By Nitin Dangwal

Getting rich is one of the most selling concepts in human history, after religion. You can see it everywhere – in articles like ‘How to become wealthy: It’s simpler than most experts say’, in books like ‘How to Become a Millionaire’, and also in seminars such as ‘Get Rich Steady Seminars’.

You can even see this in the business of education. One of the prime focuses of studying is to get rich, not to build competencies – it comes as a side effect, if it comes at all. Isn’t that why you have a stack of degrees attached to your name – B. Tech, CFA, CA, MBA Degree, a second MBA degree? You get the point.

The Oxford Dictionary defines being rich as

Having a great deal of money or assets; wealthy.

But, what they don’t define is that

getting rich is also a psychological construct, a state of mind.

Evidently, the guy who wrote that definition never read psychology. There are two reasons why I say that you won’t be getting rich.

Survivorship Bias

First, you will sample it all wrong. Let me illustrate.

You work hard. Get into an Ivy League College. Land a high paying job. Marry the girl of your dream (or your parents’). And you will have kids. Then you want the best for your family and yourself. Don’t you? So, you will stretch, more than your means. You will search for a rich locality to live in. The one just above your comfort. Consequently, you will take a loan, loads of it. And buy your way into a rich neighborhood. But what will you get?

Your vicinity will be inhabited by extremely successful corporate executives, Investment Bankers, high-flying entrepreneurs. The social circle would comprise corporate raiders with their trophy wives, their children studying in schools that will give competition to five-star hotels.

So, day in and day out, subconsciously, you will compare yourself with them. Forget the fact that you are better that 99% of the rest of the country’s population. You will set yourself against them – your house against their villa, your car against their BMW, your watch against their Rolex, your tie against their Hermes.

You will concentrate only on the winners and leave out the losers. Losers are just not visible to you because you are surrounded by high achievers.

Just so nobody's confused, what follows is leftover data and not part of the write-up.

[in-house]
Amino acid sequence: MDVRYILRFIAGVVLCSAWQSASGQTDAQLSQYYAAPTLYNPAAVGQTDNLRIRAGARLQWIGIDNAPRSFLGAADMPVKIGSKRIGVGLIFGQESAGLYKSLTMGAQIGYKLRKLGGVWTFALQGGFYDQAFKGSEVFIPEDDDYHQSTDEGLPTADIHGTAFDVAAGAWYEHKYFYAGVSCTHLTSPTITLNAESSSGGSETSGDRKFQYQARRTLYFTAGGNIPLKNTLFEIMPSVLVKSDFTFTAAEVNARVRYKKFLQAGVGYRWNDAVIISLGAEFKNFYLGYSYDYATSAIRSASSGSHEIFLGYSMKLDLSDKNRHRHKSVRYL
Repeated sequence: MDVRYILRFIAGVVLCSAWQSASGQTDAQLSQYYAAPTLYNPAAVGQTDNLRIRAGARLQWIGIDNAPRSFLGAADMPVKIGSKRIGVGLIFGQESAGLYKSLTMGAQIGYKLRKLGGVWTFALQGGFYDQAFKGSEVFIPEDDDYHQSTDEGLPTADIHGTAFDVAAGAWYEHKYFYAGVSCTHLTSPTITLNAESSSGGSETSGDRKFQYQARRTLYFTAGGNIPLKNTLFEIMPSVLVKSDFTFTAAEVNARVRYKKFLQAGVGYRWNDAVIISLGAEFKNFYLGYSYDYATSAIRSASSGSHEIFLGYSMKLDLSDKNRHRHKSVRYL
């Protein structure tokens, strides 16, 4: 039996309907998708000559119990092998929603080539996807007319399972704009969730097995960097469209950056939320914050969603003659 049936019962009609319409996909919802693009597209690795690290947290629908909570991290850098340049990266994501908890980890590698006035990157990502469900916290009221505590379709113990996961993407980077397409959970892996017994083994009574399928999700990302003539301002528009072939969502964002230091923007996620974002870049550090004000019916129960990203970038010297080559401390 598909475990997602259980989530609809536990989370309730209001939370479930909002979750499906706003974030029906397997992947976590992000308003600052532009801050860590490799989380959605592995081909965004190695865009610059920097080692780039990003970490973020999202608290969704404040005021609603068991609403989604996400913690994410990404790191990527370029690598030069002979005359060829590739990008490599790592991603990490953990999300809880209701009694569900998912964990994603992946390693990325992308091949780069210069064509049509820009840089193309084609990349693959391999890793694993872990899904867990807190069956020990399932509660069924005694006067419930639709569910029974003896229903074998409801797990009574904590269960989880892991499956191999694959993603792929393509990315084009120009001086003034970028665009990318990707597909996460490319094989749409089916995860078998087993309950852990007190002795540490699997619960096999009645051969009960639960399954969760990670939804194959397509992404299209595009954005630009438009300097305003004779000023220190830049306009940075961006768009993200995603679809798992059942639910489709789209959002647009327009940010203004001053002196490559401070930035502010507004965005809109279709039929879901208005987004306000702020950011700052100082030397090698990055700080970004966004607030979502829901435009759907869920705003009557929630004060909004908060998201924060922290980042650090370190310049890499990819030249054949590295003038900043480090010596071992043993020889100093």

Nassim Taleb, renowned writer, says in ‘Fooled by Randomness’ of a fictional couple Marc and Janet living in New York:

This case provides a very common illustration of the emotional effect of survivorship bias. Janet feels that her husband is a failure, by comparison, but she is miscomputing the probabilities in a gross manner – she is using the wrong distribution to derive a rank. As compared the general U.S. population, Marc has done very well, better than 99.5% of his compatriots. As compared to high school friends, he did extremely well…… But as compared to his neighbors, he is at the bottom! Why? Because he chose to live among the people who have been successful.
Comparison with the richer fosters a sense of inferiority.

Comparison with the richer fosters a sense of inferiority. Photo Courtesy: Dennis Ottink via Unsplash

Therefore, this clearly is wrong sampling. You know this. You should not sample the size that exudes failure. You probably know this intuitively – sample size should be representative. But there are no failures in your sample. You will fail to apply this simple learning in your life and will choose to stay poor.

The Treadmill Effect

Apart from the wrong sampling and the resulting misperception of one’s performance, there is a second reason – The Social Treadmill effect:

Aside from the misperception of one’s performance, there is a Social Treadmill effect: You get rich, move to rich neighborhoods, then become poor again. To that, add the Psychological Treadmill effect – you get used to wealth and revert to a set point of satisfaction. This problem of some people never really getting to feel satisfied by wealth (beyond a given point) has been the subject of technical discussions on happiness.

Now I can advise you to build a statistical perspective – you are “poor” not because you are “POOR”. You are poor because you are sampling it all wrong. I can advise you to get cognizant of your biases and get over the Social Treadmill effect.

But being rational is not normal to human beings.

But being rational is not normal to human beings. It’s difficult to put reasoning in the midst of the emotional chaos that such biases create in our mind. How much you may try, it’s very difficult when you get down the stairs, take your hatchback out of the parking and not steal a glance at the Mercedes or BMW parked on the left.

PS: Although the article says you can’t get rich, it also says, between the lines, what you can do to become rich.

Nitin Dangwal is working as a business consultant in an IT MNC in Pune.

Featured Image Credits: Olaf Teuerle via Flickr

Posted by The Indian Economist